Since the late '80s and early '90s many developing countries have implemented macroeconomic and agricultural policy reforms including: exchange rate adjustments; reducing public expenditure; reforming taxation; removing price controls; reducing price subsidies for pesticides, fertilizer, irrigation water; reducing the role of parastatals and promoting the private sector in agricultural marketing; clarifying property and tenurial rights, and encouraging land markets. Policy reform is an ongoing process, involving learning by doing. Nonetheless several countries have made gains in food security as a result of such reforms [5]. The sensitivity of the reform process to the needs of vulnerable groups has been an important factor in such successes.

The Uruguay Round Agreement on Agriculture which partly brought agricultural trade under multilateral discipline, converting non-tariff barriers to tariffs and establishing new rules on market access, export subsidies and on domestic support, should liberalize agricultural trade. In the long run this should help improve NREM, agricultural production and food security in the developing countries. In the short run, however, it may raise food prices in food-deficit countries. The Agreement's Decision on Measures Concerning Possible Negative Effects of the Reform Program on Least Developed and Food-Importing Countries addresses these concerns [6].


Although the need for sound NREM is accepted as a prerequisite to enhance food security, right action may not necessarily follow. NREM outcomes result from a multitude of forces, including individual, household, enterprise and community activities, government interventions, institutional and policy frameworks, incentive systems, information, knowledge, technology and investments. The divergence of private and social costs of environmental damage, and the long range and long term nature of environmental impacts of human activities call for deliberate measures to steer them in the right direction. This holds true for use and management of private holdings as well as common property resources, such as rivers, lakes, coastal areas, mangroves, fisheries, forests and village woodlots and grazing land.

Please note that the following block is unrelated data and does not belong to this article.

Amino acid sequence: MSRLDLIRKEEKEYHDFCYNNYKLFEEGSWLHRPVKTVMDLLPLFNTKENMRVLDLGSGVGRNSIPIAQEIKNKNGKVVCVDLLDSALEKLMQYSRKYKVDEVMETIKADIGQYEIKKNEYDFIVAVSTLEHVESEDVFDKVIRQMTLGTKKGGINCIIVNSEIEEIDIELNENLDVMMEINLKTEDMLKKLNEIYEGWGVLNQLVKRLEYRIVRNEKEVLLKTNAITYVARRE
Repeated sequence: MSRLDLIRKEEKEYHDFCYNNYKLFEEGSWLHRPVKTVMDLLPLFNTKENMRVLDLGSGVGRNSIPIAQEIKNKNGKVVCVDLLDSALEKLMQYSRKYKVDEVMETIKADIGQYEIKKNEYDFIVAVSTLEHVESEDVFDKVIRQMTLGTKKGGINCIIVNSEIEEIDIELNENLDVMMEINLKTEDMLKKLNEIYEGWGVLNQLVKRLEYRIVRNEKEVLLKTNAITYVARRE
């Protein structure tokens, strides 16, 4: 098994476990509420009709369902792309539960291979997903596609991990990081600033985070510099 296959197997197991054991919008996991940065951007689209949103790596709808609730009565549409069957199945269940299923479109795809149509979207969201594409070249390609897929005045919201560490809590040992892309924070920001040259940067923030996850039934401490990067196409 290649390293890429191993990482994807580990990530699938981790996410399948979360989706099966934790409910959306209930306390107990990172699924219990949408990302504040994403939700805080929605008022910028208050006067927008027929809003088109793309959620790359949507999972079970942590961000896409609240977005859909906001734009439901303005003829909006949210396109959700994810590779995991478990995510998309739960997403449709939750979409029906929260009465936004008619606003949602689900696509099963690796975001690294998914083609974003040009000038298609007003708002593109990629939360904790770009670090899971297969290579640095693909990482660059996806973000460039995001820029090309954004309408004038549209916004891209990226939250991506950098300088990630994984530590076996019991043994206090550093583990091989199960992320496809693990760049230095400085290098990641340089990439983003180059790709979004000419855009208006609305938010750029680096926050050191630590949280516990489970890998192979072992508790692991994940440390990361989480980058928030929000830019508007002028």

The main constraints that need to be addressed to improve NREM practices to enhance food security include the following:

  • lack of information on the links between NREM and food security
  • lack of access to needed technology and expertise
  • lack of (initial) investment funds
  • marked diversity or conflict of interests in the use of resources
  • absence of needed institutional frameworks
  • dysfunctional policies and incentive systems at work
  • severe limitations of resource productivity
  • intense population pressure on scarce natural resources.


Evidence is accumulating on how some communities, NGOs, local, provincial and national governments and the private sector have overcome some of these constraints. The abstracts on case studies referred to below are indicative of such effort. However, even after achieving initial success, the challenge of sustaining the soundness of NREM practices and of their linkages to enhancing food security does not fade away. To achieve and sustain success, some key issues have to be carefully addressed. These include:
  • creatively linking national, regional and global NREM objectives with local food security and rural development imperatives

  • establishing synergy in the efforts of government departments (e.g. irrigation, agriculture, forestry, fisheries, social welfare, health and employment) related to improving NREM and food security

  • making interventions of different levels (e.g. national, provincial, district) of administration internally consistent and supportive of community-level action for sound NREM and agricultural development